Dr. Takeshi Utsumi

Dr. Takeshi Utsumi, P.E. is the Founder and Vice President for Technology & Coordination of Global University System (GUS) and the Chairman of the Global Systems Analysis and Simulation Association in the U.S.A. (GLOSAS/USA). He is the 1994 Laureate of the Lord Perry Award for Excellence in Distance Education. He played a major pioneering role in extending U.S. data communication networks to other countries and deregulating Japanese telecommunication policies to allow the use of Internet for e-mail, triggering the de-monopolization and privatization of the Japanese telecommunications industry and beginning a movement emulated in many other countries, so that today there are over 1.7 billion email users around the world.

He conducted innovative distance teaching trials with “Global Lecture Hall (GLH)” videoconferences using hybrid delivery technologies which spanned the globe; he continues to lecture, consult, and do research in process control, management science, systems science and engineering at the University of Michigan, the University of Pennsylvania, M.I.T. and many other universities, government agencies, and large firms in Japan and other countries.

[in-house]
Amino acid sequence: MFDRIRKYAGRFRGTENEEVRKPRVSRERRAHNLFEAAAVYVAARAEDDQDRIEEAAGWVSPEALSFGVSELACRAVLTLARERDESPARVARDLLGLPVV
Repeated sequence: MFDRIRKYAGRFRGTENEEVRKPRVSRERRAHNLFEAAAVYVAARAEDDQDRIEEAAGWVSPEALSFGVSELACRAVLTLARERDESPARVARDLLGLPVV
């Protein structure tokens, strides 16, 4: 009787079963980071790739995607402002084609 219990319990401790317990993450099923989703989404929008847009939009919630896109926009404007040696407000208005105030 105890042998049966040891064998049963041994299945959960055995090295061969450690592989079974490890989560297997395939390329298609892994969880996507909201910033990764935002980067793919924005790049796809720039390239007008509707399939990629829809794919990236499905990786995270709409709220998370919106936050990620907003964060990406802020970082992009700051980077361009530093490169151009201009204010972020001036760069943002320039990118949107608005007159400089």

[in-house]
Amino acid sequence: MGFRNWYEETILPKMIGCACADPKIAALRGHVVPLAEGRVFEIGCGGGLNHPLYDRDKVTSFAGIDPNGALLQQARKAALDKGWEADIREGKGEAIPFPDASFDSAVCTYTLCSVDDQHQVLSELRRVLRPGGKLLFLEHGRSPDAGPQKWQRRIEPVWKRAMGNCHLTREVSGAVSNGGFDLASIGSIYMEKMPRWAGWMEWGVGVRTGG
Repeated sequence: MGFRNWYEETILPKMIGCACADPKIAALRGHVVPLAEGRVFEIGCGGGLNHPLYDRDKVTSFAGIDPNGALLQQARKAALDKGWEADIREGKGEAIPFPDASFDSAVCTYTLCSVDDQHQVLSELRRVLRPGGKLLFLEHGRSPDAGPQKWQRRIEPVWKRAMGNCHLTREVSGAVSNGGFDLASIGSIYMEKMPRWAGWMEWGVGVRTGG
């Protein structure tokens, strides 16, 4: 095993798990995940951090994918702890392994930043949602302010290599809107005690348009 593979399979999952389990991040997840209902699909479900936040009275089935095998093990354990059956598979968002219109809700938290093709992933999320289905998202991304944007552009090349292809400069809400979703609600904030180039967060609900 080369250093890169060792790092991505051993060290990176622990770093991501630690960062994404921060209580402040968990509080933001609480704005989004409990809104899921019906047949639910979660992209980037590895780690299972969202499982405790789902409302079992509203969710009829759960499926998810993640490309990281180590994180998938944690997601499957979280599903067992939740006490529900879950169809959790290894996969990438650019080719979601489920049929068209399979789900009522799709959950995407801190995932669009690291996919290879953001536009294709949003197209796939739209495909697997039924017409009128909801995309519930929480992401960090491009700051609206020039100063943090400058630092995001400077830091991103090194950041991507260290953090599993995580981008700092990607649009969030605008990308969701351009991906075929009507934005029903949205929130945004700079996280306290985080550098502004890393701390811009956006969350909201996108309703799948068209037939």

Tak, as he is fondly called, also initiated the Global Knowledge Center Network (GKCN), a technically sophisticated, computer-based network that combines data from individual disciplines into practical strategies of intervention and progress. The GKCN is a unique research and education initiative with broad applications. GKCN/GUS advances media literacy in different parts of the world, creating plausible tools to understand the future consequences of today’s decisions, and promoting problem solving, and critical thinking.


  • Post-Doctoral Studies
  • Sloan School of Management at Massachusetts Institute of Technology; University of Michigan; Louisiana State University
  • Ph.D.   Polytechnic Institute of the New York University in Brooklyn, New York (1959-1964)
  • M.S.    Montana State University, Bozeman, Montana (1955-1958)
  • University of Nebraska with Fulbright Scholarship, Lincoln, Nebraska (1954-1955)
  • B.S.     Tokyo Institute of Technology (1949-1954)